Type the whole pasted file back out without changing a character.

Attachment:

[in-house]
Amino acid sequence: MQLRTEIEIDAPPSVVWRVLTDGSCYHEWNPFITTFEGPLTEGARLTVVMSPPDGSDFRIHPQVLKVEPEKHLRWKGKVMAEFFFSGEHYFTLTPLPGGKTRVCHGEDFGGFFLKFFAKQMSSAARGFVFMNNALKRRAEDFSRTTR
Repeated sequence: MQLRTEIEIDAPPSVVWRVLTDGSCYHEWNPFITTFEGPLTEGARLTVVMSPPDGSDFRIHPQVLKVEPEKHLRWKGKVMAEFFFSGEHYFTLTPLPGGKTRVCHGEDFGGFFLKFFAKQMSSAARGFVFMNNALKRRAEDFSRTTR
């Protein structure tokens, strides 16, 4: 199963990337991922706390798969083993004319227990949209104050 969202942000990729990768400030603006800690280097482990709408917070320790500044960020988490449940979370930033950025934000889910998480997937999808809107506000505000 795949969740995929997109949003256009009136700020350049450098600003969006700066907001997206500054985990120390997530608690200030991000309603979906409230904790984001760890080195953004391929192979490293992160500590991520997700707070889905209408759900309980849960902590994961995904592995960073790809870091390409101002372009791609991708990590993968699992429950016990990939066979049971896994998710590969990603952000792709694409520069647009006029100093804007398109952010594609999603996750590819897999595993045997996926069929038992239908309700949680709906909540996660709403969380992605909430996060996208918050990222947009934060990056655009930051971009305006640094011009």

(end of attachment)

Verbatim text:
[in-house]
Amino acid sequence: MQLRTEIEIDAPPSVVWRVLTDGSCYHEWNPFITTFEGPLTEGARLTVVMSPPDGSDFRIHPQVLKVEPEKHLRWKGKVMAEFFFSGEHYFTLTPLPGGKTRVCHGEDFGGFFLKFFAKQMSSAARGFVFMNNALKRRAEDFSRTTR
Repeated sequence: MQLRTEIEIDAPPSVVWRVLTDGSCYHEWNPFITTFEGPLTEGARLTVVMSPPDGSDFRIHPQVLKVEPEKHLRWKGKVMAEFFFSGEHYFTLTPLPGGKTRVCHGEDFGGFFLKFFAKQMSSAARGFVFMNNALKRRAEDFSRTTR
């Protein structure tokens, strides 16, 4: 199963990337991922706390798969083993004319227990949209104050 969202942000990729990768400030603006800690280097482990709408917070320790500044960020988490449940979370930033950025934000889910998480997937999808809107506000505000 795949969740995929997109949003256009009136700020350049450098600003969006700066907001997206500054985990120390997530608690200030991000309603979906409230904790984001760890080195953004391929192979490293992160500590991520997700707070889905209408759900309980849960902590994961995904592995960073790809870091390409101002372009791609991708990590993968699992429950016990990939066979049971896994998710590969990603952000792709694409520069647009006029100093804007398109952010594609999603996750590819897999595993045997996926069929038992239908309700949680709906909540996660709403969380992605909430996060996208918050990222947009934060990056655009930051971009305006640094011009």